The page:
Whether you have a counselor, a sober buddy at 12-step, or just your siblings or parents, it’s important to stay accountable. That means communicating how you feel, sharing when drugs and alcohol are offered to you, and staying in touch with people you need to be accountable to. Creating distance between those people is easy if you’re not around them much, but distance can actually push you to relapse. Talk to your friends and family, be honest, and be accountable to them.
Most importantly, you want to find a local self-help or accountability group you can join. Many colleges even have their own 12-Step groups like AA or NA operating on campus. However, you can always seek out a 12-Step, SMART Recovery, or LifeRing Recovery group outside of college to protect your privacy.
College students are very prone to long days, long nights, and very little sleep. You might switch to eating poorly. You might suddenly have less time for exercise. But, if you’ve been to rehab, you know that diet and exercise are important aspects of staying in recovery. You have to keep your body in shape to preserve your mental health. And, you have to maintain your mental health to avoid relapse. That means creating healthy habits and a healthy schedule as you navigate college.
In most cases this means:
In most cases, you should aim to be up one time, exercise, have a good breakfast, and spend time to yourself every single day. You should also aim to schedule time in for leisure, because getting to relax and enjoy yourself is an important part of your mental health.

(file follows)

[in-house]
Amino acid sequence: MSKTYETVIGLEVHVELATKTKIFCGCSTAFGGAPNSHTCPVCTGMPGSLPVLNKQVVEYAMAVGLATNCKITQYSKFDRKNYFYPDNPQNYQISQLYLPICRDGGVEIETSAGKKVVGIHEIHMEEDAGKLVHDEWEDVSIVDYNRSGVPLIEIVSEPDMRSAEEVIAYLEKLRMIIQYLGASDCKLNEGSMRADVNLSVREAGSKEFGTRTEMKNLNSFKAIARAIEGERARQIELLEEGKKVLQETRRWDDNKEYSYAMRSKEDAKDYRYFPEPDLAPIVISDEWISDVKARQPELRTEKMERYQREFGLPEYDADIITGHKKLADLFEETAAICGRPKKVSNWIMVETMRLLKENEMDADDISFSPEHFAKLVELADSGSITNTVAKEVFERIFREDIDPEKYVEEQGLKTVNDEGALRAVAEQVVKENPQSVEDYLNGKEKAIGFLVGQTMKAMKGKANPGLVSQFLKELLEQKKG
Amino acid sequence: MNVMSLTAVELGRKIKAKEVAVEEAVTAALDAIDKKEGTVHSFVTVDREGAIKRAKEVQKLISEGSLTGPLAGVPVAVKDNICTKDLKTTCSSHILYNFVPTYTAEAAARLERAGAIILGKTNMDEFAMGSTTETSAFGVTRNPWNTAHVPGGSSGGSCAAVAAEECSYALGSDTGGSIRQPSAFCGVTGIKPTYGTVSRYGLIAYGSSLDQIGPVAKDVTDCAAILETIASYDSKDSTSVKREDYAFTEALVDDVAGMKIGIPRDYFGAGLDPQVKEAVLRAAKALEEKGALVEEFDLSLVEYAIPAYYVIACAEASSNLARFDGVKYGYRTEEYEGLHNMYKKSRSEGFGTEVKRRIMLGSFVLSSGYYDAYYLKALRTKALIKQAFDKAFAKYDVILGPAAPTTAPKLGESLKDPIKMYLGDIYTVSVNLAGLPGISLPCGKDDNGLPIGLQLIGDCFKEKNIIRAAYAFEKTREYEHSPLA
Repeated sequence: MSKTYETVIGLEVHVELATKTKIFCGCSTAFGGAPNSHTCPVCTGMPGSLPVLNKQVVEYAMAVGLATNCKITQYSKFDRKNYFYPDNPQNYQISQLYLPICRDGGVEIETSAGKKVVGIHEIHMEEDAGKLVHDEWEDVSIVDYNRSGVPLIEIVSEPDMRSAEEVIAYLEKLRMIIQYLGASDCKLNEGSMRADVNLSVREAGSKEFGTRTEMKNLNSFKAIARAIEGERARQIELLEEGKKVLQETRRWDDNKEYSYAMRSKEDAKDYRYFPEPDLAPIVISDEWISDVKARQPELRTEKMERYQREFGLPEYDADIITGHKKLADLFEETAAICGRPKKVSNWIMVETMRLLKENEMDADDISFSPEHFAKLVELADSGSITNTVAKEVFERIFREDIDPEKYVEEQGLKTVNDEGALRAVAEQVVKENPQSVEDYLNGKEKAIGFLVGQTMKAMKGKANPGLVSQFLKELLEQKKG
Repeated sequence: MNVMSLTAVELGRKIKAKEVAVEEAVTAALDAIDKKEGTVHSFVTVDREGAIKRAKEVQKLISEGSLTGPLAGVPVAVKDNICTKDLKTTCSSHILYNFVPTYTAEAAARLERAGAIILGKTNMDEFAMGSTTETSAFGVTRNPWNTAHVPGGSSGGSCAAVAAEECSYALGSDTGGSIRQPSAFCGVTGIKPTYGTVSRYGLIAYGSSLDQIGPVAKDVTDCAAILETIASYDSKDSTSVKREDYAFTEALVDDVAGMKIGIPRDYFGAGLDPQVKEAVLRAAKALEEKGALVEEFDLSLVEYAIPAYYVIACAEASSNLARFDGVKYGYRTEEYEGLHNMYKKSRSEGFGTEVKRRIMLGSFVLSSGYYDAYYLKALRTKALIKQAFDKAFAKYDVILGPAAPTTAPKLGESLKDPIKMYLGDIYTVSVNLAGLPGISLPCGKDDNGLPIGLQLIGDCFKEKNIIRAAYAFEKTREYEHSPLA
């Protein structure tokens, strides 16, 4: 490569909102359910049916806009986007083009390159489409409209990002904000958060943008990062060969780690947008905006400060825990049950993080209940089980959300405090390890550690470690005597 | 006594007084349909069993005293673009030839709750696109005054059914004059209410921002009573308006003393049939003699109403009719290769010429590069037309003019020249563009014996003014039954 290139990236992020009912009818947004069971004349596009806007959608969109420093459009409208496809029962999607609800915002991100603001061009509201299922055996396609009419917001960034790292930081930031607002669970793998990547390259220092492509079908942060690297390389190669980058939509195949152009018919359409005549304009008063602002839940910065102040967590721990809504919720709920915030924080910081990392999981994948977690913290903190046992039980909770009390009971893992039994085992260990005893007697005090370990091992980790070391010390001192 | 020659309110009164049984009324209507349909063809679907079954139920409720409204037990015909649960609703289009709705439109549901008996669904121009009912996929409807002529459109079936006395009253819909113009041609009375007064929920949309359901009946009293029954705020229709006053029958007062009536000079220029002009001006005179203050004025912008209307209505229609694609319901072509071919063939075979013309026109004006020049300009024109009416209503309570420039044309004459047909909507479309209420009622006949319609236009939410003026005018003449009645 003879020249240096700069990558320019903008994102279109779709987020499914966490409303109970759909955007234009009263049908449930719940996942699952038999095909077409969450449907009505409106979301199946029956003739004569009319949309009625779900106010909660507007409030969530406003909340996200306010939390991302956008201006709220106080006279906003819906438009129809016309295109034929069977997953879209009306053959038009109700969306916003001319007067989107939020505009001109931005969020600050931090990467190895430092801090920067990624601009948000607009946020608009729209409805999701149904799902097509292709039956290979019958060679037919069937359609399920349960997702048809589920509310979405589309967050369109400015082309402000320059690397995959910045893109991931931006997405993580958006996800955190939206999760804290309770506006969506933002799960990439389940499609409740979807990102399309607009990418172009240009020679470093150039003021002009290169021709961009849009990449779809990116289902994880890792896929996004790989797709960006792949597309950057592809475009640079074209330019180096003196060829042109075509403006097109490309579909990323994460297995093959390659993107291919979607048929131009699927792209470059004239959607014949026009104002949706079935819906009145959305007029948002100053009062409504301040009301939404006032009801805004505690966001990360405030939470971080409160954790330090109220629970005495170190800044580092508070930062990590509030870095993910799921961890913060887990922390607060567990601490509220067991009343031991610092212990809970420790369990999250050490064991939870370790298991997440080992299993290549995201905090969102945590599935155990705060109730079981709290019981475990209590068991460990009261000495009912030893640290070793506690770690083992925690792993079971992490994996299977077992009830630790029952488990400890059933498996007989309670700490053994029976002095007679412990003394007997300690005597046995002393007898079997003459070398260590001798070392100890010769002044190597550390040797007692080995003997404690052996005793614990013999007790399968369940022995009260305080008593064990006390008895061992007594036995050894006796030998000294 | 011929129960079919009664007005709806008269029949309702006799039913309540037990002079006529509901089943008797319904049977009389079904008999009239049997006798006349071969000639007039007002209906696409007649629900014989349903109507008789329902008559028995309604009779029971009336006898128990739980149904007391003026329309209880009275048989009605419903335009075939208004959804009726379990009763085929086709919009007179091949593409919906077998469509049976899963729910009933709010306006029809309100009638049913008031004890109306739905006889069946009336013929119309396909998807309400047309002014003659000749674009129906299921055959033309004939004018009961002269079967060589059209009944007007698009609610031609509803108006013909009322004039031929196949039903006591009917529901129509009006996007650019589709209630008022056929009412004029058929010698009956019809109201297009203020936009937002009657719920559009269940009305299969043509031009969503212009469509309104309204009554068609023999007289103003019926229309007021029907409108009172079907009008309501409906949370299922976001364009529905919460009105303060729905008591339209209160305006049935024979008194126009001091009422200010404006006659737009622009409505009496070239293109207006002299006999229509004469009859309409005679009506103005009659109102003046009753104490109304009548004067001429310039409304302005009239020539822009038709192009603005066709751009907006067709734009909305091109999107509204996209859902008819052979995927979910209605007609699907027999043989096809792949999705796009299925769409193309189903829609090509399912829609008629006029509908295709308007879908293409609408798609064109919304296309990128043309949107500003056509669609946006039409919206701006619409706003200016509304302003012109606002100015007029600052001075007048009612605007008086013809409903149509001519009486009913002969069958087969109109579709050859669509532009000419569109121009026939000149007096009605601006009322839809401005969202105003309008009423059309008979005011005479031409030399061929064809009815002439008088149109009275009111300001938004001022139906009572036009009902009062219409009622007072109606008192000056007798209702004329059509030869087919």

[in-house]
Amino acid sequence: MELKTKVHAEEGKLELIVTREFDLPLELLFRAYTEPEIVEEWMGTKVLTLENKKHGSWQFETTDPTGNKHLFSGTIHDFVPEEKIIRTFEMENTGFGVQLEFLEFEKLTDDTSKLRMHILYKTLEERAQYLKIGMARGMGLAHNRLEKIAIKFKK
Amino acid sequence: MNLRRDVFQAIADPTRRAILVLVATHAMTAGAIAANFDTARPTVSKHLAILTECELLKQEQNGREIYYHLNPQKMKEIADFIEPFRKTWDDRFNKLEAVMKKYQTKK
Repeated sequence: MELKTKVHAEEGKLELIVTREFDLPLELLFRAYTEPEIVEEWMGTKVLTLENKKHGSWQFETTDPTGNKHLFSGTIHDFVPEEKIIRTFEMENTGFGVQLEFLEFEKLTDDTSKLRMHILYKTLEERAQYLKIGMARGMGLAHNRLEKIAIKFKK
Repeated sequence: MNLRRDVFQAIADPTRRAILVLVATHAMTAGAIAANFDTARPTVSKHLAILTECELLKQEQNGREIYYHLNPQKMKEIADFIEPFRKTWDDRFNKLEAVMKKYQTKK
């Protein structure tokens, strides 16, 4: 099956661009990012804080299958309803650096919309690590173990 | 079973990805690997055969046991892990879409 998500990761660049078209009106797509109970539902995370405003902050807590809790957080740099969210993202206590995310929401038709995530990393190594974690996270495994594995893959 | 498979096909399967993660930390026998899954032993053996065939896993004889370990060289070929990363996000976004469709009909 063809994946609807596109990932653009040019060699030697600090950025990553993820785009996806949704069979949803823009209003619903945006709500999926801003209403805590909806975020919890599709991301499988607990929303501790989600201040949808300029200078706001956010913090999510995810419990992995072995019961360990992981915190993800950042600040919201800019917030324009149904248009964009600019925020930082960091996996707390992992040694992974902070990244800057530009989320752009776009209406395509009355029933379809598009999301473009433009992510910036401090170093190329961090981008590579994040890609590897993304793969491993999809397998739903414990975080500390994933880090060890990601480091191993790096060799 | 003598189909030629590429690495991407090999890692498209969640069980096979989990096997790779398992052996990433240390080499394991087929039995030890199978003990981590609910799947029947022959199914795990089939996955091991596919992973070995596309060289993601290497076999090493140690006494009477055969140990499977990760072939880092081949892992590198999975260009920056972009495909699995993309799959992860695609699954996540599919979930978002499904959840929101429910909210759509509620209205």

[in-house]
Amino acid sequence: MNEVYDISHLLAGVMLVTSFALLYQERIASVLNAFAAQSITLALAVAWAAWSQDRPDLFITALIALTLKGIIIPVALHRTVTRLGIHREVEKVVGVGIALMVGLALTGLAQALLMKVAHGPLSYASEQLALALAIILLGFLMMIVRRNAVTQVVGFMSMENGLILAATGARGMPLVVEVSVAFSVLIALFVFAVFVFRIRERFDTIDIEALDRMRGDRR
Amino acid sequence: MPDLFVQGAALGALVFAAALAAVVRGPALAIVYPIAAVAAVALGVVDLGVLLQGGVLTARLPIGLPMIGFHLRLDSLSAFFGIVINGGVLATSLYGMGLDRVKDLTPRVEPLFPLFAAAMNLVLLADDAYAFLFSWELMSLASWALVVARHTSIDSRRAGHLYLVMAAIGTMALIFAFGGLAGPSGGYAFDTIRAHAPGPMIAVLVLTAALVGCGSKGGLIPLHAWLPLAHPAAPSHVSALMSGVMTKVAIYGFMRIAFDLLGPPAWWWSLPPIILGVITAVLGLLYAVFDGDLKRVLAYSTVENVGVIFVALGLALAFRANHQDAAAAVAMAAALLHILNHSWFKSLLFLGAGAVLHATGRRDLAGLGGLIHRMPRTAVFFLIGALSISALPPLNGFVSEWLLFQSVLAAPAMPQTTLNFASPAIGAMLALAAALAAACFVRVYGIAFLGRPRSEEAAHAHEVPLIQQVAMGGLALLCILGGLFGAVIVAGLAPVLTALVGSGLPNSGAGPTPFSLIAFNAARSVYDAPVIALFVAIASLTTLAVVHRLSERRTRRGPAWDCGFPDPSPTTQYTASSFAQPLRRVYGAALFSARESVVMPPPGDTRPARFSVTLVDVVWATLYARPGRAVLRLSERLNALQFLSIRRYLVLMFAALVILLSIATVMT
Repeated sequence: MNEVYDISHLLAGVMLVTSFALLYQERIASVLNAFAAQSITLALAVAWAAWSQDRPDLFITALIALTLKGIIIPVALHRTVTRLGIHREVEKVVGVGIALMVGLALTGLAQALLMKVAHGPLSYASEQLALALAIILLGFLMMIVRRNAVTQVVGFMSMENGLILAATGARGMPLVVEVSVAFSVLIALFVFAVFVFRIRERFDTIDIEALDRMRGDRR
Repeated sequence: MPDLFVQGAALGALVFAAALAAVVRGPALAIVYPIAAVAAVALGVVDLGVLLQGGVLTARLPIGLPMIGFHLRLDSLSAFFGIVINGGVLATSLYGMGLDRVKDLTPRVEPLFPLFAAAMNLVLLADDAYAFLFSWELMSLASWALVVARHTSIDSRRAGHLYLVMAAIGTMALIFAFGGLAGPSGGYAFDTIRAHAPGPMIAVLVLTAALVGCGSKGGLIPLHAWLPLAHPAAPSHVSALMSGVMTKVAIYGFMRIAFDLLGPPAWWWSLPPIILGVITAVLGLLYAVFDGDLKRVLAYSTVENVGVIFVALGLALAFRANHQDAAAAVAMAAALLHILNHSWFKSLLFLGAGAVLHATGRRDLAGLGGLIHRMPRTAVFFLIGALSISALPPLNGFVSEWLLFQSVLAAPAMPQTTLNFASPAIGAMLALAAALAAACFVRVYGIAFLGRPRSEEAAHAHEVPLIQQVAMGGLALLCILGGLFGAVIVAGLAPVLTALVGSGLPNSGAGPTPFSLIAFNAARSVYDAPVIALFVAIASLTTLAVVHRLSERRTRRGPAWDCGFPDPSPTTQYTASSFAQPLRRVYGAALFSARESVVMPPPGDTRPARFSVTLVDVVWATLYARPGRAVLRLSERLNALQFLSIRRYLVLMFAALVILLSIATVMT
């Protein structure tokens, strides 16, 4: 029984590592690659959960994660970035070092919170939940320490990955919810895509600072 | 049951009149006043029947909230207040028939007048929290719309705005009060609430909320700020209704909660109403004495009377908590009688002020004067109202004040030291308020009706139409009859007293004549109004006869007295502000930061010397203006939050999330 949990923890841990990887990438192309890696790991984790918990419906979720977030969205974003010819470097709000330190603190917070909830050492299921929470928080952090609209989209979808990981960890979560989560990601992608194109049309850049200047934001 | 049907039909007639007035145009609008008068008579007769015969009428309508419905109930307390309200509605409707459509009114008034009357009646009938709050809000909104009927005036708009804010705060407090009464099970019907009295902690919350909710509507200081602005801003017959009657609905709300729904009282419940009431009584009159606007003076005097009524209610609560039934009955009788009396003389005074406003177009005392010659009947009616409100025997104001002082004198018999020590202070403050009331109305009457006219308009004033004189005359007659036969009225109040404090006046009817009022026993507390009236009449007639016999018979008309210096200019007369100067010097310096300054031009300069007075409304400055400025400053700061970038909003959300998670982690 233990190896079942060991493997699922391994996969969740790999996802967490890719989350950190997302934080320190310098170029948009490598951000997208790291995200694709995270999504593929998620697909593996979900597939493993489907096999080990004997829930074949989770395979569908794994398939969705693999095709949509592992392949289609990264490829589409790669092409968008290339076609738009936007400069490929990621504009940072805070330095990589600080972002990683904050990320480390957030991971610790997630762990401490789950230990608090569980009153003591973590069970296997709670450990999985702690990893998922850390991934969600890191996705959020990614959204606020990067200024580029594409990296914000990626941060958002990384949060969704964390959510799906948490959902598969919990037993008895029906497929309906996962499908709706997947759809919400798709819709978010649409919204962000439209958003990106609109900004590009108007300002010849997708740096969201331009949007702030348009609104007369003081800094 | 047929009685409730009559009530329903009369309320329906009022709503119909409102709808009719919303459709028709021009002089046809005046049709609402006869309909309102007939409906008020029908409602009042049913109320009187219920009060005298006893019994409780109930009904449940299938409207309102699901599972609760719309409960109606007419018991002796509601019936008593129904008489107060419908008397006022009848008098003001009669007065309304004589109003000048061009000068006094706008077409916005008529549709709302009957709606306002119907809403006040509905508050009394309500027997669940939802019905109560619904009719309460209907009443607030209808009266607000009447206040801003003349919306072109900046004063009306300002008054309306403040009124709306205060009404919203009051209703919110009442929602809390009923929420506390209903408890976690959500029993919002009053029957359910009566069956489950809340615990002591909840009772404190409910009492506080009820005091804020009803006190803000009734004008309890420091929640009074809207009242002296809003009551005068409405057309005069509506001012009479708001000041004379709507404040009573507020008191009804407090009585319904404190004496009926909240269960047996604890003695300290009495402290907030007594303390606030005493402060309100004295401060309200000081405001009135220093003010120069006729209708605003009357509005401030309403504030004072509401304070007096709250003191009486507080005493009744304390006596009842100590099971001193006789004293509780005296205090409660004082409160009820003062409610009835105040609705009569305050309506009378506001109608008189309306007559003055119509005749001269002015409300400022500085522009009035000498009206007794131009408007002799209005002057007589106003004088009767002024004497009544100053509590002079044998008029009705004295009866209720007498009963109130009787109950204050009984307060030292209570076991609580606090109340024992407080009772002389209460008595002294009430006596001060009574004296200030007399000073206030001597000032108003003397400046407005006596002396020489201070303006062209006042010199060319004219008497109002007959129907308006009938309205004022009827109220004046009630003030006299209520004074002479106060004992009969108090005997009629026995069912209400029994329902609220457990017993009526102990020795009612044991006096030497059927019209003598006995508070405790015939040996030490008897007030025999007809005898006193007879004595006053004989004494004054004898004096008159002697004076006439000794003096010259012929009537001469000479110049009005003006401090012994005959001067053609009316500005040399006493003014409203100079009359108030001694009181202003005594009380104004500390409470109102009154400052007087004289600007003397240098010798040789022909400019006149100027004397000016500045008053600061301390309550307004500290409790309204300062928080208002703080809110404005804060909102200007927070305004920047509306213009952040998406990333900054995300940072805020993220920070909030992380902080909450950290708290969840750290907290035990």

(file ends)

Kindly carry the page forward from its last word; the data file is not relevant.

There are often plenty of activities on and around campus that have nothing to do with drugs or alcohol. Getting involved in them can help you to fill your time with meaningful and social activities – without putting yourself around people drinking and partying. These range from sports clubs to gaming to learning dance or crochet, but generally involve groups of people doing things together in their free time. If you want to get involved, try looking at your college’s website or social media pages or checking with your counselor.
Taking part in social activities will always be an important part of your mental and physical health. Doing so in spaces without drugs and alcohol only make it easier to maintain your sobriety, because you won’t constantly rely on your ability to say no.
No matter how long you’ve been in recovery, you still want to get support and help. That’s especially true when your life suddenly changes, such as when you’re going to college. Attending long-term therapy, going to SMART or 12-Step, taking part in aftercare, or going to an outpatient recovery program can give you the tools you need to stay clean and sober as you navigate college.
College can be stressful. It can be full of people who want to drink and get high. But, it’s also you working on yourself and working for your future. Staying clean and sober is part of that. While college is hard, there are plenty of resources dedicated to helping you stay clean and sober on nearly every campus. Look for them, take part in them, and continue the habits and treatment you learned in rehab.
Good luck with college.
If you have any questions about relapse prevention or about our drug and alcohol rehab programs, contact us today to speak in complete confidence with one of our experienced and caring addiction treatment team.